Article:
How do you build a student's confidence in a subject?
I always start out easy. Showing the student they know how to do something is important. I might then throw in a few harder problems or readings followed by another easier one. Positive reinforcement is key here as well. Telling students they are smart and how well they did on a problem is something every student should hear.
How do you evaluate a student's needs?
I like to meet or email the student's teacher to see areas that they can improve on. I also refer to the Ohio Content Standards to see where students should be and what we need to work on to bring them up to that level.
How do you adapt your tutoring to the student's needs?
I take cues from the student and how they act during sessions, I also like to talk with their teachers and parents to hear what works best for them. I then take all this information and try to modify lessons to best fit their learning style. I try to change the tutoring session so we are not doing the same type of task for each meeting, keeping it interesting.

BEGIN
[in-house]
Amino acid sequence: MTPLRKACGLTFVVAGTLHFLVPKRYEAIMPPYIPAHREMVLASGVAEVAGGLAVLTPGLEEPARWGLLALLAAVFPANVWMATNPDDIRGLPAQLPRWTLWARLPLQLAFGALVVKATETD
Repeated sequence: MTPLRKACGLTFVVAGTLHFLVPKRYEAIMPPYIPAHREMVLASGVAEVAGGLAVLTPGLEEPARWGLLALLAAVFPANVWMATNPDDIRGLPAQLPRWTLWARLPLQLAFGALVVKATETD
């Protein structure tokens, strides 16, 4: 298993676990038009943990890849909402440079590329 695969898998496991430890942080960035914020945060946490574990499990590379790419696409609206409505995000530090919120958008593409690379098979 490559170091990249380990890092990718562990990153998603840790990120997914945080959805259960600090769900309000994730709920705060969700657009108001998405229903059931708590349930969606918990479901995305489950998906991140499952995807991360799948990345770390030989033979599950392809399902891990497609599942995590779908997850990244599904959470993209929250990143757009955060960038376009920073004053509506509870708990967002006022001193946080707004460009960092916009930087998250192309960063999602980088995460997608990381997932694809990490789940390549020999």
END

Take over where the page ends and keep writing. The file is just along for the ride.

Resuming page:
What types of materials do you typically use during a tutoring session?
If a student has their own materials that they need to work on, I start here. I also bring along other manipulatives to help explain the lesson, if possible. If I know a student needs a more hands-on approach to learning, I try to bring an assortment of things for them to touch and relate to the session. This applies more to math, but I also have many activities that go along with reading and writing.